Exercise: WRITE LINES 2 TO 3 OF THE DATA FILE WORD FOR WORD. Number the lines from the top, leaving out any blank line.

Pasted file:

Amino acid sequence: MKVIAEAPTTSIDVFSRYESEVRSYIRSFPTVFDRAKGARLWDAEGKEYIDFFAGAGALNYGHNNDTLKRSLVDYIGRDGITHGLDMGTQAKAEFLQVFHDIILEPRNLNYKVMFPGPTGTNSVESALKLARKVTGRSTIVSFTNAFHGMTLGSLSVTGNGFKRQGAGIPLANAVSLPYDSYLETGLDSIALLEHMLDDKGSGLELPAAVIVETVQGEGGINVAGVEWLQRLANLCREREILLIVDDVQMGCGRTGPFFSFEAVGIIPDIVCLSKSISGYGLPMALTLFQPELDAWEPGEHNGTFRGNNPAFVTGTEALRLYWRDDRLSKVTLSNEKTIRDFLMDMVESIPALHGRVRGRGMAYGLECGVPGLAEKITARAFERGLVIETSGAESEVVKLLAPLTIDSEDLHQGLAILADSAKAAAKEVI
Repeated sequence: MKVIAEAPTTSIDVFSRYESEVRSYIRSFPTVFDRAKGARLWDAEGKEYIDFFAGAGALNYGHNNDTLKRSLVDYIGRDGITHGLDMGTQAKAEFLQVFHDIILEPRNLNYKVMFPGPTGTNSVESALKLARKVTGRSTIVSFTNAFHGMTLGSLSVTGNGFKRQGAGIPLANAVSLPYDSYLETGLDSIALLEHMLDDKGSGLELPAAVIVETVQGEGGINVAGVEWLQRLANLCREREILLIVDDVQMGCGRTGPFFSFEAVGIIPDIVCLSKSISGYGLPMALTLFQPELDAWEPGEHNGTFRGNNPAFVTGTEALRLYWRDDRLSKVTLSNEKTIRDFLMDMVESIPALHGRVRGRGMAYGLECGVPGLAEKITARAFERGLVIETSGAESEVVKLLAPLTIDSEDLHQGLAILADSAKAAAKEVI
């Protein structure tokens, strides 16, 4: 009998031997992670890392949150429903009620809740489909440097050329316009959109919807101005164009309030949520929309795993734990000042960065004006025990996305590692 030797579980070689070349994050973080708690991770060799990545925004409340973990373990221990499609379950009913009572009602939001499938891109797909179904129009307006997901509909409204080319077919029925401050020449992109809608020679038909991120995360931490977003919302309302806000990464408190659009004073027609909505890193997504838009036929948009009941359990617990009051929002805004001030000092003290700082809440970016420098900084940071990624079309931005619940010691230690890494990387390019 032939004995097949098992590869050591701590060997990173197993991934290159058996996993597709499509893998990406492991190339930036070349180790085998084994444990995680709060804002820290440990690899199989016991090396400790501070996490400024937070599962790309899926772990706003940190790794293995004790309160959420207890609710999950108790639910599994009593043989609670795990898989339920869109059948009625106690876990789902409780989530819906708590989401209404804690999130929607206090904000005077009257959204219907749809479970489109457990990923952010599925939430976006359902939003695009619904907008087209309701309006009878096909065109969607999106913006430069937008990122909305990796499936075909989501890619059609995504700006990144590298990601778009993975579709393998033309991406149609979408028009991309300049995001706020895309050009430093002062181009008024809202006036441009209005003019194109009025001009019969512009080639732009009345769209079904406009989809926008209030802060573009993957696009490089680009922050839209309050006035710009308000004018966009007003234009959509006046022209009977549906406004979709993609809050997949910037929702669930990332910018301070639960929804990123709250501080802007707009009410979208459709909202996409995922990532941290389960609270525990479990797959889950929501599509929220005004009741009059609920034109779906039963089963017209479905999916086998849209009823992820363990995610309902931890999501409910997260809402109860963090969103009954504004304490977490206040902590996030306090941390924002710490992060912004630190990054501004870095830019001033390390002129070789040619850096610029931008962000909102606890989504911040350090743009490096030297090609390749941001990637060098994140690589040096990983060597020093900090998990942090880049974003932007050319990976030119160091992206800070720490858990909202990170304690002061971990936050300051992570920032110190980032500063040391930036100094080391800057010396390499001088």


Repeated sequence: MKVIAEAPTTSIDVFSRYESEVRSYIRSFPTVFDRAKGARLWDAEGKEYIDFFAGAGALNYGHNNDTLKRSLVDYIGRDGITHGLDMGTQAKAEFLQVFHDIILEPRNLNYKVMFPGPTGTNSVESALKLARKVTGRSTIVSFTNAFHGMTLGSLSVTGNGFKRQGAGIPLANAVSLPYDSYLETGLDSIALLEHMLDDKGSGLELPAAVIVETVQGEGGINVAGVEWLQRLANLCREREILLIVDDVQMGCGRTGPFFSFEAVGIIPDIVCLSKSISGYGLPMALTLFQPELDAWEPGEHNGTFRGNNPAFVTGTEALRLYWRDDRLSKVTLSNEKTIRDFLMDMVESIPALHGRVRGRGMAYGLECGVPGLAEKITARAFERGLVIETSGAESEVVKLLAPLTIDSEDLHQGLAILADSAKAAAKEVI
């Protein structure tokens, strides 16, 4: 009998031997992670890392949150429903009620809740489909440097050329316009959109919807101005164009309030949520929309795993734990000042960065004006025990996305590692 030797579980070689070349994050973080708690991770060799990545925004409340973990373990221990499609379950009913009572009602939001499938891109797909179904129009307006997901509909409204080319077919029925401050020449992109809608020679038909991120995360931490977003919302309302806000990464408190659009004073027609909505890193997504838009036929948009009941359990617990009051929002805004001030000092003290700082809440970016420098900084940071990624079309931005619940010691230690890494990387390019 032939004995097949098992590869050591701590060997990173197993991934290159058996996993597709499509893998990406492991190339930036070349180790085998084994444990995680709060804002820290440990690899199989016991090396400790501070996490400024937070599962790309899926772990706003940190790794293995004790309160959420207890609710999950108790639910599994009593043989609670795990898989339920869109059948009625106690876990789902409780989530819906708590989401209404804690999130929607206090904000005077009257959204219907749809479970489109457990990923952010599925939430976006359902939003695009619904907008087209309701309006009878096909065109969607999106913006430069937008990122909305990796499936075909989501890619059609995504700006990144590298990601778009993975579709393998033309991406149609979408028009991309300049995001706020895309050009430093002062181009008024809202006036441009209005003019194109009025001009019969512009080639732009009345769209079904406009989809926008209030802060573009993957696009490089680009922050839209309050006035710009308000004018966009007003234009959509006046022209009977549906406004979709993609809050997949910037929702669930990332910018301070639960929804990123709250501080802007707009009410979208459709909202996409995922990532941290389960609270525990479990797959889950929501599509929220005004009741009059609920034109779906039963089963017209479905999916086998849209009823992820363990995610309902931890999501409910997260809402109860963090969103009954504004304490977490206040902590996030306090941390924002710490992060912004630190990054501004870095830019001033390390002129070789040619850096610029931008962000909102606890989504911040350090743009490096030297090609390749941001990637060098994140690589040096990983060597020093900090998990942090880049974003932007050319990976030119160091992206800070720490858990909202990170304690002061971990936050300051992570920032110190980032500063040391930036100094080391800057010396390499001088």